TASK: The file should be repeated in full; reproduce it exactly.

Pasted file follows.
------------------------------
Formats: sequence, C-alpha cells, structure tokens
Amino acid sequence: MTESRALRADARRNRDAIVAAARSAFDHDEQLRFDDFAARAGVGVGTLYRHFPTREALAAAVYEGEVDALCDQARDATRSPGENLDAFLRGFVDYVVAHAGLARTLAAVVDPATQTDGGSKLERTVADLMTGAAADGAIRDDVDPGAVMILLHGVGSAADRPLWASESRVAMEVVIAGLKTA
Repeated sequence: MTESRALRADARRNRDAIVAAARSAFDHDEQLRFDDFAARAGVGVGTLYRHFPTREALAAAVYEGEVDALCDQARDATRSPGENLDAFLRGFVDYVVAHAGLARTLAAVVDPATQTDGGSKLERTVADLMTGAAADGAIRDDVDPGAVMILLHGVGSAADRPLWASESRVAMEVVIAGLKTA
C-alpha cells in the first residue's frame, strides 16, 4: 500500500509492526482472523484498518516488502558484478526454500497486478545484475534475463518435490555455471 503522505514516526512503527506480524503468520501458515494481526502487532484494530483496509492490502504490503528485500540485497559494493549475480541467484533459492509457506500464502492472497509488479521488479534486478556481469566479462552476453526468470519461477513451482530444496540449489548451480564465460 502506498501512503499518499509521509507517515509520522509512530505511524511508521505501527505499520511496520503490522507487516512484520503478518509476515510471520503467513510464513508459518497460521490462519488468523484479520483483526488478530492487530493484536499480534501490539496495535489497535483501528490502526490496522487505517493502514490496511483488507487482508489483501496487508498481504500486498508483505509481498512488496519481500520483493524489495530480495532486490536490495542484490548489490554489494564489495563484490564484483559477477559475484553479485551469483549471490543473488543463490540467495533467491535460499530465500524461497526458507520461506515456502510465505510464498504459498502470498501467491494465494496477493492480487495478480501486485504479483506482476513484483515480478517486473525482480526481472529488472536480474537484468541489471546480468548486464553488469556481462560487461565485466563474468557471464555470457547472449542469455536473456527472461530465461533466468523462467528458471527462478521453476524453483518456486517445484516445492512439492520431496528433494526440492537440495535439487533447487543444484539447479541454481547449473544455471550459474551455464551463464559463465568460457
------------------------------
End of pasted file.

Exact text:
Formats: sequence, C-alpha cells, structure tokens
Amino acid sequence: MTESRALRADARRNRDAIVAAARSAFDHDEQLRFDDFAARAGVGVGTLYRHFPTREALAAAVYEGEVDALCDQARDATRSPGENLDAFLRGFVDYVVAHAGLARTLAAVVDPATQTDGGSKLERTVADLMTGAAADGAIRDDVDPGAVMILLHGVGSAADRPLWASESRVAMEVVIAGLKTA
Repeated sequence: MTESRALRADARRNRDAIVAAARSAFDHDEQLRFDDFAARAGVGVGTLYRHFPTREALAAAVYEGEVDALCDQARDATRSPGENLDAFLRGFVDYVVAHAGLARTLAAVVDPATQTDGGSKLERTVADLMTGAAADGAIRDDVDPGAVMILLHGVGSAADRPLWASESRVAMEVVIAGLKTA
C-alpha cells in the first residue's frame, strides 16, 4: 500500500509492526482472523484498518516488502558484478526454500497486478545484475534475463518435490555455471 503522505514516526512503527506480524503468520501458515494481526502487532484494530483496509492490502504490503528485500540485497559494493549475480541467484533459492509457506500464502492472497509488479521488479534486478556481469566479462552476453526468470519461477513451482530444496540449489548451480564465460 502506498501512503499518499509521509507517515509520522509512530505511524511508521505501527505499520511496520503490522507487516512484520503478518509476515510471520503467513510464513508459518497460521490462519488468523484479520483483526488478530492487530493484536499480534501490539496495535489497535483501528490502526490496522487505517493502514490496511483488507487482508489483501496487508498481504500486498508483505509481498512488496519481500520483493524489495530480495532486490536490495542484490548489490554489494564489495563484490564484483559477477559475484553479485551469483549471490543473488543463490540467495533467491535460499530465500524461497526458507520461506515456502510465505510464498504459498502470498501467491494465494496477493492480487495478480501486485504479483506482476513484483515480478517486473525482480526481472529488472536480474537484468541489471546480468548486464553488469556481462560487461565485466563474468557471464555470457547472449542469455536473456527472461530465461533466468523462467528458471527462478521453476524453483518456486517445484516445492512439492520431496528433494526440492537440495535439487533447487543444484539447479541454481547449473544455471550459474551455464551463464559463465568460457